Constitution consulted community on line that will span Pa., New York
The Constitution Pipeline Company selected a proposed route for a new pipeline, one it will pitch to federal regulators.
The transmission line would transport natural gas from Susquehanna County to New England.
After a year of soliciting input from landowners and stakeholders, Constitution tweaked about half of the originally proposed route, said project manager Matt Swift in a statement.
“We’re confident that the revised primary route is the best possible path to minimize environmental and landowner impacts, balancing those considerations with the engineering requirements for safely and properly constructing and operating a transmission pipeline,” Swift said.
The company adopted what it considers six significant alternates and 89 minor route revisions for a preliminary proposal. The biggest changes were made on the other side of the border with New York. The line was proposed to run along Interstate 88. The revised route does not follow I-88 as closely.
The revision should result in fewer environmental impacts from the construction and siting of the pipeline, including 20 fewer miles of sloped land, 22 fewer water crossings, 87 fewer acres of forest disruption, the company said.
The pipeline would begin in Brooklyn Twp. in Susquehanna County and head northeast, just south of New Milford and Susquehanna Depot, before entering New York in Sanford Twp. After just a few miles in Broome and Chenango counties, the pipeline would enter Delaware County for more than 40 miles running to the south of I-88, then tie into the Iroquois Gas Transmission Pipeline near Schoharie.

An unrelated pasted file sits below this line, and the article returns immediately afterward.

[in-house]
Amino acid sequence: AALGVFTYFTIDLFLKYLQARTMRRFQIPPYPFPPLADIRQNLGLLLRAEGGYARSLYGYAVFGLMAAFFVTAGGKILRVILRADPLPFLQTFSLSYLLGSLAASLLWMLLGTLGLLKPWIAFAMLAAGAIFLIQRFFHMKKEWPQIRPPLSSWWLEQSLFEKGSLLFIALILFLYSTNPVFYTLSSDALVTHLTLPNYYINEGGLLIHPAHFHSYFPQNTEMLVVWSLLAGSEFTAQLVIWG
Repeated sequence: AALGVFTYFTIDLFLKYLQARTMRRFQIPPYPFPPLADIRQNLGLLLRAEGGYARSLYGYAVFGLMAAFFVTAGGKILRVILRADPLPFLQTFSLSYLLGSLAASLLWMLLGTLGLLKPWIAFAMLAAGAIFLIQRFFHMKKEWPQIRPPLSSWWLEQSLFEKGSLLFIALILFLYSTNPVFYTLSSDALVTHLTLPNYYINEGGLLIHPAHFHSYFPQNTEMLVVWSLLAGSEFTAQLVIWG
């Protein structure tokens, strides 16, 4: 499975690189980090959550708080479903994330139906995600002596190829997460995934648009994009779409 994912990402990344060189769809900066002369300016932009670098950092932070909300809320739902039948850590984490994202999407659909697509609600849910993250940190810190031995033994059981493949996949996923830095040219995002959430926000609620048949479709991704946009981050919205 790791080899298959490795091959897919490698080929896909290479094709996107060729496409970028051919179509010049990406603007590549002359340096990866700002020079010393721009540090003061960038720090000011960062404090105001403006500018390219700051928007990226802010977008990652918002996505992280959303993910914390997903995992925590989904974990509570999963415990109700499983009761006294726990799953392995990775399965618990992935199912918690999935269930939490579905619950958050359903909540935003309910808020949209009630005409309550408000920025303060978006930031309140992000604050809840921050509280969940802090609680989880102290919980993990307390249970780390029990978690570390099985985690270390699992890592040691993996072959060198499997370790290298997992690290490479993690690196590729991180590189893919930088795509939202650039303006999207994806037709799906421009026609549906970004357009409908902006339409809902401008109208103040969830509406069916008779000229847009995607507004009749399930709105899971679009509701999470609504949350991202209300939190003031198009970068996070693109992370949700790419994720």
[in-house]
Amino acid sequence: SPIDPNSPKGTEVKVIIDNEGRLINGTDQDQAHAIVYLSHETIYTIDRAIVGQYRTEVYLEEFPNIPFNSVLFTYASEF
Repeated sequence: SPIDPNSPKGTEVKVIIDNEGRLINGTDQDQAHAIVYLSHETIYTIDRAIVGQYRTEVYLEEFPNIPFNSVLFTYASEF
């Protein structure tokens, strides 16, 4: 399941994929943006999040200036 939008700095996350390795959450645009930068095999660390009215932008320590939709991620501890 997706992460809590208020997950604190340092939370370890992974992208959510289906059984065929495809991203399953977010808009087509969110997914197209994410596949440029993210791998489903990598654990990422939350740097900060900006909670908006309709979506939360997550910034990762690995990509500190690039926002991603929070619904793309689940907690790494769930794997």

The modified route allows the company to take advantage of an existing compressor facility on the Iroquois pipeline rather than build a new 32,000 horsepower compressor facility originally planned.
The route will be presented to the Federal Energy Regulatory Commission when Constitution submits its application in the spring. The application process requires that the company show a need for the line and demonstrate it will minimize environmental impacts during construction.
The 30-inch-diameter pipeline would carry 650,000 dekatherms of natural gas per day. A dekatherm is a quantity of heat energy equivalent to one million BTU. About 22 miles of the pipeline will be in Pennsylvania. Construction would require about a 100-foot right of way.
The interstate project, a joint venture between Williams Partners and Cabot Oil & Gas, received considerably greater resistance in New York state, where there is a moratorium on hydrofracturing, a process required to extract gas from Marcellus Shale. Opponents fear the pipeline would encourage drilling in New York. Company officials say the pipeline is already fully subscribed and independent from any additional natural gas activity.
The company hopes to be moving natural gas from the Marcellus Shale region to markets in the Boston and New York City areas by spring 2015.